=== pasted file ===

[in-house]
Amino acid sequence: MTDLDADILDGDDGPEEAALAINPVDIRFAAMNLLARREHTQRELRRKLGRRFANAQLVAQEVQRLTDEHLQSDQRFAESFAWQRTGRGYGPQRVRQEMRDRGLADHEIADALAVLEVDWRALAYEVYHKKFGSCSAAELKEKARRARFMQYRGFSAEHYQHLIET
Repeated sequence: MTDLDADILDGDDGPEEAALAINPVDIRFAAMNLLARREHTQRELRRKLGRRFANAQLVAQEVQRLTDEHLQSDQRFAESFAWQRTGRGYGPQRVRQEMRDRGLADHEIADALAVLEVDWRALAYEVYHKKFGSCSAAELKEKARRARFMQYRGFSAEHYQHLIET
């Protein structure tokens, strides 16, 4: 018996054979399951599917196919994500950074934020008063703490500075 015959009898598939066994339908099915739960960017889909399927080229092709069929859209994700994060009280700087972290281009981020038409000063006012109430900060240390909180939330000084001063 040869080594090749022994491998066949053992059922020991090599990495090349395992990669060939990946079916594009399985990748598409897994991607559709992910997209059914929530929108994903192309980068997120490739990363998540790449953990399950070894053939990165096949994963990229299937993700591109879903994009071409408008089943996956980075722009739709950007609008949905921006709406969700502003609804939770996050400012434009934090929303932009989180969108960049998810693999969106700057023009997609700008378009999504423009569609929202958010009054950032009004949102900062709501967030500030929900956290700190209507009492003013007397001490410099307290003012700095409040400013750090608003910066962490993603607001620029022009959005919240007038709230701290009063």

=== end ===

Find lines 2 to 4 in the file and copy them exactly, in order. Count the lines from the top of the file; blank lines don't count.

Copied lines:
Amino acid sequence: MTDLDADILDGDDGPEEAALAINPVDIRFAAMNLLARREHTQRELRRKLGRRFANAQLVAQEVQRLTDEHLQSDQRFAESFAWQRTGRGYGPQRVRQEMRDRGLADHEIADALAVLEVDWRALAYEVYHKKFGSCSAAELKEKARRARFMQYRGFSAEHYQHLIET
Repeated sequence: MTDLDADILDGDDGPEEAALAINPVDIRFAAMNLLARREHTQRELRRKLGRRFANAQLVAQEVQRLTDEHLQSDQRFAESFAWQRTGRGYGPQRVRQEMRDRGLADHEIADALAVLEVDWRALAYEVYHKKFGSCSAAELKEKARRARFMQYRGFSAEHYQHLIET
């Protein structure tokens, strides 16, 4: 018996054979399951599917196919994500950074934020008063703490500075 015959009898598939066994339908099915739960960017889909399927080229092709069929859209994700994060009280700087972290281009981020038409000063006012109430900060240390909180939330000084001063 040869080594090749022994491998066949053992059922020991090599990495090349395992990669060939990946079916594009399985990748598409897994991607559709992910997209059914929530929108994903192309980068997120490739990363998540790449953990399950070894053939990165096949994963990229299937993700591109879903994009071409408008089943996956980075722009739709950007609008949905921006709406969700502003609804939770996050400012434009934090929303932009989180969108960049998810693999969106700057023009997609700008378009999504423009569609929202958010009054950032009004949102900062709501967030500030929900956290700190209507009492003013007397001490410099307290003012700095409040400013750090608003910066962490993603607001620029022009959005919240007038709230701290009063």